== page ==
One of the three largest grouping of meteorites is the stony-iron group of meteorites. These meteorites are as the name indicates made of both nickel iron metal and stone. Though other iron meteorites may have mineral components within their makeup. In the case of the stony-irons the amount of stone is much greater. This group includes two large sub groups the pallasites and the mesosiderites.
The Pallasite class of meteorites is characterized by meteorites that have a large portion of their mass in the form of olivine crystals. Generally, these crystals are yellow, golden or in some cases green like the peridot that olivine is known for from earthly sources. The crystals are surrounded by nickel-iron. This is by its very nature something of a puzzle. Since it is like oil and water mixing to have these crystals mixed with metal. Scientists continue to work on models which will explain the formation of pallasites. But, these mysterious meteorites are the most beautiful of all when cut and polished or also etched in some cases.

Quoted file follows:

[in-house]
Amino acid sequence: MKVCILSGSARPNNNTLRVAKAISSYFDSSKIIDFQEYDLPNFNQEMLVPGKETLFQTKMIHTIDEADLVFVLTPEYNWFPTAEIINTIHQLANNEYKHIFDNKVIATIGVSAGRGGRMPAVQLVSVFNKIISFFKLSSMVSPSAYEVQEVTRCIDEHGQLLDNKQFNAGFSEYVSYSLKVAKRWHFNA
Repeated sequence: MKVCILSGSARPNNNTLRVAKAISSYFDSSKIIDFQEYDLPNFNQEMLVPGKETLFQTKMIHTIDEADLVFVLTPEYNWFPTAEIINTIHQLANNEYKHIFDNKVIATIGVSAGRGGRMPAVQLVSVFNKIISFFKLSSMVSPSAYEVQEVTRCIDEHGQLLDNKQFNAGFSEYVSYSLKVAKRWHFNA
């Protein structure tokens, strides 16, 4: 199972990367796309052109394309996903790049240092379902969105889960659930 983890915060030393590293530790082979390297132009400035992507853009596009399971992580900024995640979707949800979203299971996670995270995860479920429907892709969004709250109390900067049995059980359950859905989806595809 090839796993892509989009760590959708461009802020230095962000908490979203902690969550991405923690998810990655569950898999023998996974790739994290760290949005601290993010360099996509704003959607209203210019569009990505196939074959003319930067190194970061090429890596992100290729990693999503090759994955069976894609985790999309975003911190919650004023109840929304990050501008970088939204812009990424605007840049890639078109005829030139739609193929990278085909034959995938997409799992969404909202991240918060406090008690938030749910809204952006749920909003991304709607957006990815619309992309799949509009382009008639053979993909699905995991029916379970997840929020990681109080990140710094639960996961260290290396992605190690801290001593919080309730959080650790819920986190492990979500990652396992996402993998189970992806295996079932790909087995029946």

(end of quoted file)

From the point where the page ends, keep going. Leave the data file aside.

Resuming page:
Silicate minerals are found quite commonly in many varieties of iron meteorites. However, when the amount of silicates gets quite high these meteorites are often classified as mesosiderites. The minerals are pyroxenes and feldspars generally in mesosiderites. This is in contrast to olivine which is found in pallasites. The similarity of composition between mesosiderites to some of the achondrites is prompting some scientists to reevaluate whether they are really to be classed with the stony-irons. They may someday be associated with some of the achondrites. Mesosiderites are some of the most interesting of the meteorites visually and being quite uncommon makes them some of the most desirable to collect.